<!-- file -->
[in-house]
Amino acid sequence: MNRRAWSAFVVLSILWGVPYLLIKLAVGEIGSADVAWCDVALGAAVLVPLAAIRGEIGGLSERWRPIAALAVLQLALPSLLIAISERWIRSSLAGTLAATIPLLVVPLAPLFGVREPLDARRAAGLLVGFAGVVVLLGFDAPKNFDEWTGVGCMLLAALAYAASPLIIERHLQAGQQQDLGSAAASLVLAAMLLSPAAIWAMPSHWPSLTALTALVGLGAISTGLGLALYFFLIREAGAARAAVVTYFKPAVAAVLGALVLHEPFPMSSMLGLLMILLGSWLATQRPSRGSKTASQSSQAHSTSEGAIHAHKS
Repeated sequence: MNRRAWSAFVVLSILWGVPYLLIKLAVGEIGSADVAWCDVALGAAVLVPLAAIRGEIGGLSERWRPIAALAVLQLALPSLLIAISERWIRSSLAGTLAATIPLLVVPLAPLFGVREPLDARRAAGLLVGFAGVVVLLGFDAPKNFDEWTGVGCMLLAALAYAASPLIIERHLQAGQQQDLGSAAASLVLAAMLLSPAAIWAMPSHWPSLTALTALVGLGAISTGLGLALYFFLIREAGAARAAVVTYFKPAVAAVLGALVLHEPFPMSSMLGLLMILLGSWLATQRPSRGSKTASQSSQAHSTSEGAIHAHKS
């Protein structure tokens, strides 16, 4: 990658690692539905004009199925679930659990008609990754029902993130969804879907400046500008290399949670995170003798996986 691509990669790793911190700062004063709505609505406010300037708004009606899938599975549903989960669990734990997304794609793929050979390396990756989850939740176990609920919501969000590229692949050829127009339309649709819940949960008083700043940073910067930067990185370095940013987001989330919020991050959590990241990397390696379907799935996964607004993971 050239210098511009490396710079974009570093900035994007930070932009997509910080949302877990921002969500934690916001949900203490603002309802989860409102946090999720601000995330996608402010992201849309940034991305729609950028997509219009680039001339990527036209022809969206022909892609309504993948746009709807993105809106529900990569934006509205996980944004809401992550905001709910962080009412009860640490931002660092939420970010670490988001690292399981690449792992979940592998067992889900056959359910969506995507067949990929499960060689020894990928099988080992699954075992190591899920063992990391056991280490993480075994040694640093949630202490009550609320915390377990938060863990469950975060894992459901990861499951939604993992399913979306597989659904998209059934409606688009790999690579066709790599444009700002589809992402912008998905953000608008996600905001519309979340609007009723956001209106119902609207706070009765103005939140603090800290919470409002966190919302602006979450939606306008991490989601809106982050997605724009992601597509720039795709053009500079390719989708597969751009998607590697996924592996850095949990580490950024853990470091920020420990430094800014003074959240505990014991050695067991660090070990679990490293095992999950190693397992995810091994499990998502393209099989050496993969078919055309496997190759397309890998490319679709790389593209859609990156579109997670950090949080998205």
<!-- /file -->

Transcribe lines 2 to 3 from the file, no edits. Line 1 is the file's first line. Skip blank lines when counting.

Amino acid sequence: MNRRAWSAFVVLSILWGVPYLLIKLAVGEIGSADVAWCDVALGAAVLVPLAAIRGEIGGLSERWRPIAALAVLQLALPSLLIAISERWIRSSLAGTLAATIPLLVVPLAPLFGVREPLDARRAAGLLVGFAGVVVLLGFDAPKNFDEWTGVGCMLLAALAYAASPLIIERHLQAGQQQDLGSAAASLVLAAMLLSPAAIWAMPSHWPSLTALTALVGLGAISTGLGLALYFFLIREAGAARAAVVTYFKPAVAAVLGALVLHEPFPMSSMLGLLMILLGSWLATQRPSRGSKTASQSSQAHSTSEGAIHAHKS
Repeated sequence: MNRRAWSAFVVLSILWGVPYLLIKLAVGEIGSADVAWCDVALGAAVLVPLAAIRGEIGGLSERWRPIAALAVLQLALPSLLIAISERWIRSSLAGTLAATIPLLVVPLAPLFGVREPLDARRAAGLLVGFAGVVVLLGFDAPKNFDEWTGVGCMLLAALAYAASPLIIERHLQAGQQQDLGSAAASLVLAAMLLSPAAIWAMPSHWPSLTALTALVGLGAISTGLGLALYFFLIREAGAARAAVVTYFKPAVAAVLGALVLHEPFPMSSMLGLLMILLGSWLATQRPSRGSKTASQSSQAHSTSEGAIHAHKS